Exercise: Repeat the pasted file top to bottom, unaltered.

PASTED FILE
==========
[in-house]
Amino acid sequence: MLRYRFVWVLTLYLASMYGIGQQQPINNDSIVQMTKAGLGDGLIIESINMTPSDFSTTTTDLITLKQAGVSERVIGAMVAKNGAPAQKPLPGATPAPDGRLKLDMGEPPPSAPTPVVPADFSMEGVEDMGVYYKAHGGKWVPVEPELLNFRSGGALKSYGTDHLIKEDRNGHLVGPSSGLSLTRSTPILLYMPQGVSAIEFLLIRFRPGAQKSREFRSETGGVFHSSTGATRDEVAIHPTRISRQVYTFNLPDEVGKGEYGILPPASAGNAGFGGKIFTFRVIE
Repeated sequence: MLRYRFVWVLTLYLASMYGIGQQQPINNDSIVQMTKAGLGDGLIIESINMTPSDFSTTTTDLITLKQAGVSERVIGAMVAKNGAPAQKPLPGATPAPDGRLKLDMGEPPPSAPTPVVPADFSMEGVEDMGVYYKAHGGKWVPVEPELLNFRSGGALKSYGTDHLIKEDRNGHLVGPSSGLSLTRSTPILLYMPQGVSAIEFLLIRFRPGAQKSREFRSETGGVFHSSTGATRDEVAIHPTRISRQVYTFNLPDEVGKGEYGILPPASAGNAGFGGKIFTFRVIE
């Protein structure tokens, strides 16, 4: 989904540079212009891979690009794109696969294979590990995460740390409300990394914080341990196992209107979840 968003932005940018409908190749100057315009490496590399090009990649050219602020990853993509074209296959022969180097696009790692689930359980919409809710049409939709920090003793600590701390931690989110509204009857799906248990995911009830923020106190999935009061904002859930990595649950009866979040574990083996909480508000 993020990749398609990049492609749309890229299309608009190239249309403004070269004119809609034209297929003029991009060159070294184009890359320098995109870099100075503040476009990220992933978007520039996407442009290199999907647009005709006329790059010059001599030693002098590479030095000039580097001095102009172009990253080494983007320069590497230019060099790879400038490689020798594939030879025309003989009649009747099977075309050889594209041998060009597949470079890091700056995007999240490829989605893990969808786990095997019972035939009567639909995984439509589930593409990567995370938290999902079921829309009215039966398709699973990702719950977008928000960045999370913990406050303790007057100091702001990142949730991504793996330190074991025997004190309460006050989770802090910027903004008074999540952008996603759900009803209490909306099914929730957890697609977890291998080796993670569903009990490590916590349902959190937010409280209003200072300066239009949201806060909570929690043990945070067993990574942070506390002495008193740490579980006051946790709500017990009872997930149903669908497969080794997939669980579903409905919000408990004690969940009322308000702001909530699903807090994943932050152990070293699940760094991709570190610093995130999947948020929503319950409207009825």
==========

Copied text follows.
[in-house]
Amino acid sequence: MLRYRFVWVLTLYLASMYGIGQQQPINNDSIVQMTKAGLGDGLIIESINMTPSDFSTTTTDLITLKQAGVSERVIGAMVAKNGAPAQKPLPGATPAPDGRLKLDMGEPPPSAPTPVVPADFSMEGVEDMGVYYKAHGGKWVPVEPELLNFRSGGALKSYGTDHLIKEDRNGHLVGPSSGLSLTRSTPILLYMPQGVSAIEFLLIRFRPGAQKSREFRSETGGVFHSSTGATRDEVAIHPTRISRQVYTFNLPDEVGKGEYGILPPASAGNAGFGGKIFTFRVIE
Repeated sequence: MLRYRFVWVLTLYLASMYGIGQQQPINNDSIVQMTKAGLGDGLIIESINMTPSDFSTTTTDLITLKQAGVSERVIGAMVAKNGAPAQKPLPGATPAPDGRLKLDMGEPPPSAPTPVVPADFSMEGVEDMGVYYKAHGGKWVPVEPELLNFRSGGALKSYGTDHLIKEDRNGHLVGPSSGLSLTRSTPILLYMPQGVSAIEFLLIRFRPGAQKSREFRSETGGVFHSSTGATRDEVAIHPTRISRQVYTFNLPDEVGKGEYGILPPASAGNAGFGGKIFTFRVIE
């Protein structure tokens, strides 16, 4: 989904540079212009891979690009794109696969294979590990995460740390409300990394914080341990196992209107979840 968003932005940018409908190749100057315009490496590399090009990649050219602020990853993509074209296959022969180097696009790692689930359980919409809710049409939709920090003793600590701390931690989110509204009857799906248990995911009830923020106190999935009061904002859930990595649950009866979040574990083996909480508000 993020990749398609990049492609749309890229299309608009190239249309403004070269004119809609034209297929003029991009060159070294184009890359320098995109870099100075503040476009990220992933978007520039996407442009290199999907647009005709006329790059010059001599030693002098590479030095000039580097001095102009172009990253080494983007320069590497230019060099790879400038490689020798594939030879025309003989009649009747099977075309050889594209041998060009597949470079890091700056995007999240490829989605893990969808786990095997019972035939009567639909995984439509589930593409990567995370938290999902079921829309009215039966398709699973990702719950977008928000960045999370913990406050303790007057100091702001990142949730991504793996330190074991025997004190309460006050989770802090910027903004008074999540952008996603759900009803209490909306099914929730957890697609977890291998080796993670569903009990490590916590349902959190937010409280209003200072300066239009949201806060909570929690043990945070067993990574942070506390002495008193740490579980006051946790709500017990009872997930149903669908497969080794997939669980579903409905919000408990004690969940009322308000702001909530699903807090994943932050152990070293699940760094991709570190610093995130999947948020929503319950409207009825």